In the early 80s, when Indira Gandhi was the prime minister, her son Rajiv was once so engrossed in explaining to his parents-in-law the features of a new navy ship that he gave some nervous moments to a bureaucrat in the defence ministry who feared he might be late for an official event that night.
Luckily for Ashok Pandey, the then special assistant to Minister of State for defence Shivraj Patil, Rajiv’s briefing got over and he along with Indira and the minister was able to attend the dinner with naval officers.
Pandey, who served in Assam and Meghalaya as a young IAS officer at the outset of his career before going on to handle crucial responsibilities at the Centre and in Bihar, has written a book ‘From Inside the Steel Frame’, which is replete with insights into the changing face of India, and many vignettes of life in the districts, state capitals and around the seat of power in Delhi.
“I cherish the memory of a trip to Bombay with the prime minister (Indira Gandhi) on her plane to celebrate the launch of a new ship and the Navy Day. Rajiv Gandhi, her son and a future prime minister, was also with us,” he writes in the book, published by Palimpsest.
“After reaching Bombay, my minister (Shivraj) and I were taken to the Mazagon dock where the newly acquired ship was gleaming in power and glory. Rajiv Gandhi, curious, keenly observant, was showing different parts of the ship to his parents-in-law.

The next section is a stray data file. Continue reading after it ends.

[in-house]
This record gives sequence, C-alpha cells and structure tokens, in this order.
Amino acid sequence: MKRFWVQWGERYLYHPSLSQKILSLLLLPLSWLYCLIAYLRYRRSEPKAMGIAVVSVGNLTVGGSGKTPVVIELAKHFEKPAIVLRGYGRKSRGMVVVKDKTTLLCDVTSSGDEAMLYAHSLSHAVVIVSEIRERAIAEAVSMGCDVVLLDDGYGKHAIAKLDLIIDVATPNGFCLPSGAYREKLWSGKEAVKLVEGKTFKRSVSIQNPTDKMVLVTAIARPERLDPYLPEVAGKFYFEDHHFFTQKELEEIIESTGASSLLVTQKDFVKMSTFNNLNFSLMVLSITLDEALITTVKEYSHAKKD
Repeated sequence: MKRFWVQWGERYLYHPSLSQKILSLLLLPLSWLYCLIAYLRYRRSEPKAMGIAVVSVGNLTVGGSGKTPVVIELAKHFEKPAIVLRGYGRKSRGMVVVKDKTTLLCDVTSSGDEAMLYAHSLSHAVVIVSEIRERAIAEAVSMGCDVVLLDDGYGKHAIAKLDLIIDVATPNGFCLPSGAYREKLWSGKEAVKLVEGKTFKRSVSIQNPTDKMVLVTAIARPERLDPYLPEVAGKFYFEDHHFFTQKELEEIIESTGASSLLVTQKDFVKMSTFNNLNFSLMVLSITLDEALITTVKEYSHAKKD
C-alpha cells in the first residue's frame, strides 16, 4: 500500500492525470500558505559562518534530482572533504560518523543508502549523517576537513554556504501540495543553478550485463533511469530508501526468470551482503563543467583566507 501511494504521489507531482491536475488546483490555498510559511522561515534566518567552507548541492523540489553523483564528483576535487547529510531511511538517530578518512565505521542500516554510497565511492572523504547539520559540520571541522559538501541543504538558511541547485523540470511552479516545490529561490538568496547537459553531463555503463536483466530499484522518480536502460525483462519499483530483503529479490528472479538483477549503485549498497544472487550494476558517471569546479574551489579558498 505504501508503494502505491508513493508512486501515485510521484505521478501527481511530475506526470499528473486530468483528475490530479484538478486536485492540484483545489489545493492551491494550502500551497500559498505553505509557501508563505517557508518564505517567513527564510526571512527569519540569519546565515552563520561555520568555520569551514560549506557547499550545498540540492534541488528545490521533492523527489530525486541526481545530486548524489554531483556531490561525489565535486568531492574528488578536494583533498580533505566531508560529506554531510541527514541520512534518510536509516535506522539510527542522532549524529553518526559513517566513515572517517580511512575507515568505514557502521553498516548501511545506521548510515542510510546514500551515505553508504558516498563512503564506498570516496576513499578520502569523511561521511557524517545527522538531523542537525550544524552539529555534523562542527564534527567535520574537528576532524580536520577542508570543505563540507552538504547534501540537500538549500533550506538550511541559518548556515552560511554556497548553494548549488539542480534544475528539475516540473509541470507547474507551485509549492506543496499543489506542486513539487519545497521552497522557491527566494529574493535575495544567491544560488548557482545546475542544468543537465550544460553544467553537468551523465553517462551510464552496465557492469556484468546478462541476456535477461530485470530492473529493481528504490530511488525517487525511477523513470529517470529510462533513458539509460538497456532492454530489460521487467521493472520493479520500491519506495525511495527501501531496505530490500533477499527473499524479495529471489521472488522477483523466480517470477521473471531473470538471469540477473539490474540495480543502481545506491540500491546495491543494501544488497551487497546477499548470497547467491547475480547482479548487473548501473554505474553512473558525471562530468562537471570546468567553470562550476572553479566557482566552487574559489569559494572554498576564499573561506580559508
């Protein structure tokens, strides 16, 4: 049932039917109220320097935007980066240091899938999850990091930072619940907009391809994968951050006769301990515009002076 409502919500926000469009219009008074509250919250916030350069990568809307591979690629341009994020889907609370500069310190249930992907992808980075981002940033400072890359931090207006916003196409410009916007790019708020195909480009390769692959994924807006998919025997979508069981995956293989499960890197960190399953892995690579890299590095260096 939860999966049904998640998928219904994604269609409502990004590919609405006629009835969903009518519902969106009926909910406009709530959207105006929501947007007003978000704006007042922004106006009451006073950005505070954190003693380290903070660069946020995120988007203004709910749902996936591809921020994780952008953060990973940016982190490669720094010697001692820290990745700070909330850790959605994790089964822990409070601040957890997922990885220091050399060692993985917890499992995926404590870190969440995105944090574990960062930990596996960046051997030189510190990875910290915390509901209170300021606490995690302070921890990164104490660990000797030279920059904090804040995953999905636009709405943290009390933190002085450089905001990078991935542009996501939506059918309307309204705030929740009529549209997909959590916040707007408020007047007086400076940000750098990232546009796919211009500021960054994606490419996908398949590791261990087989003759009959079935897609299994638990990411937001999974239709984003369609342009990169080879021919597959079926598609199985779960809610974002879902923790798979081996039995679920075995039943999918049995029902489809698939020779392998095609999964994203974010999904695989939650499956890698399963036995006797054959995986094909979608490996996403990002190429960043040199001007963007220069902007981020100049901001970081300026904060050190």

“Technically sound, he was explaining to them in Italian, different features of the vessel. They, I could see, understood and appreciated the points he was making. Meanwhile, my minister left me there and went to attend some political meetings with the prime minister. I remained with Rajiv Gandhi all the time,” the Bihar-born Pandey recalls.
“When it was taking a bit longer than I expected, I told him to hurry up as he could be late for the next programme. He replied that he had no other engagement. I was in a dilemma as the minister and the prime minister were to attend a dinner with the naval officers.
“I too was required to attend it. I did not tell Rajiv Gandhi all this, but luckily the briefing was over soon. I made it to the dinner on time and though highly formal, it was a very enjoyable evening,” he writes.
The book focuses on the centrality of the steel frame, its crucial role in the life of India and at the same time, captures its pitfalls and entrenched biases as the author himself experienced them towards the end of his career.
According to the author, Indira’s other son Sanjay was “somewhat temperamental, biased and whimsical in his judgement of situations and people” and was instrumental in the sacking of many government officials.
“While working as special assistant to J B Patnaik in the ministry of tourism and civil aviation, I learnt about the minister being pressured by none other than the all-powerful Sanjay Gandhi who took a special interest in the affairs of civil aviation,” he writes.
Pandey cites another example to drive home his point.
“Once J B Patnaik received a confidential letter from Air Marshal Zaheer, civil aviations director general, mildly complaining about Sanjay flying an aircraft without caring for security norms and even without informing the far-flung small airports where arranging even minimum emergency provisions like fire-fighting could be possible only after due notice was received well in advance.
“The contents of the letter were conveyed to Sanjay Gandhi to make him aware of the concern of the director general. All this must have irritated Sanjay Gandhi, who had gained tremendous power in 1980 after a landslide victory of the Congress in the mid-term elections,” the book says.
As predicted, Air Marshal Zaheer was “unceremoniously removed from his job for no fault of his own”, Pandey says.
Rajiv, on the other hand, was a simple and good-hearted man, he says, adding he was perhaps “unsuitable for the culture of crookedness in politics”.